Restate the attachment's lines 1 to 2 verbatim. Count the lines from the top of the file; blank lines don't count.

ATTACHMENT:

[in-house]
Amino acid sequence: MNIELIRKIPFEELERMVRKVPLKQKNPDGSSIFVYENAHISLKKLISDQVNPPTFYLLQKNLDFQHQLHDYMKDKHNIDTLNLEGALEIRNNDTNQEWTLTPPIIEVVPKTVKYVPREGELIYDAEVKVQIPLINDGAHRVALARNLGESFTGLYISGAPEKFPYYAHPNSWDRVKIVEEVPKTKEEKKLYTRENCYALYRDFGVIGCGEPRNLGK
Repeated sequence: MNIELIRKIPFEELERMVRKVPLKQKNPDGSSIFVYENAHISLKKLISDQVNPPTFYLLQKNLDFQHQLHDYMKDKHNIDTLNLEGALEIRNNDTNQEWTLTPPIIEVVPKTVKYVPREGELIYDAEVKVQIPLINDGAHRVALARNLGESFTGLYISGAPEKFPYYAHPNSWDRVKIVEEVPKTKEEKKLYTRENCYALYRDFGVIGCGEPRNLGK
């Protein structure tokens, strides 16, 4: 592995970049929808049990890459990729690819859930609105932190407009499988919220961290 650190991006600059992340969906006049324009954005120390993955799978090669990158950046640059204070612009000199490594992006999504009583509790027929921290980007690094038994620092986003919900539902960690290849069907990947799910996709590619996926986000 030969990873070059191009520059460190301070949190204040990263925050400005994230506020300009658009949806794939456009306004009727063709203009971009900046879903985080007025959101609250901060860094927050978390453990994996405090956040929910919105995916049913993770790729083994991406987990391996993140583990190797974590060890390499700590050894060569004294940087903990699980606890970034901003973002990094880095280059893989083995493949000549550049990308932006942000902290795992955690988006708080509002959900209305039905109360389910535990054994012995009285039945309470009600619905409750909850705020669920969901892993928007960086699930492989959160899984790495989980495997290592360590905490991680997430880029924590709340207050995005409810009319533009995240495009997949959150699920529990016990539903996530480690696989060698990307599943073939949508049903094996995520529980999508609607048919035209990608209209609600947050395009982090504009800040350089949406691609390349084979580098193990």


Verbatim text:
[in-house]
Amino acid sequence: MNIELIRKIPFEELERMVRKVPLKQKNPDGSSIFVYENAHISLKKLISDQVNPPTFYLLQKNLDFQHQLHDYMKDKHNIDTLNLEGALEIRNNDTNQEWTLTPPIIEVVPKTVKYVPREGELIYDAEVKVQIPLINDGAHRVALARNLGESFTGLYISGAPEKFPYYAHPNSWDRVKIVEEVPKTKEEKKLYTRENCYALYRDFGVIGCGEPRNLGK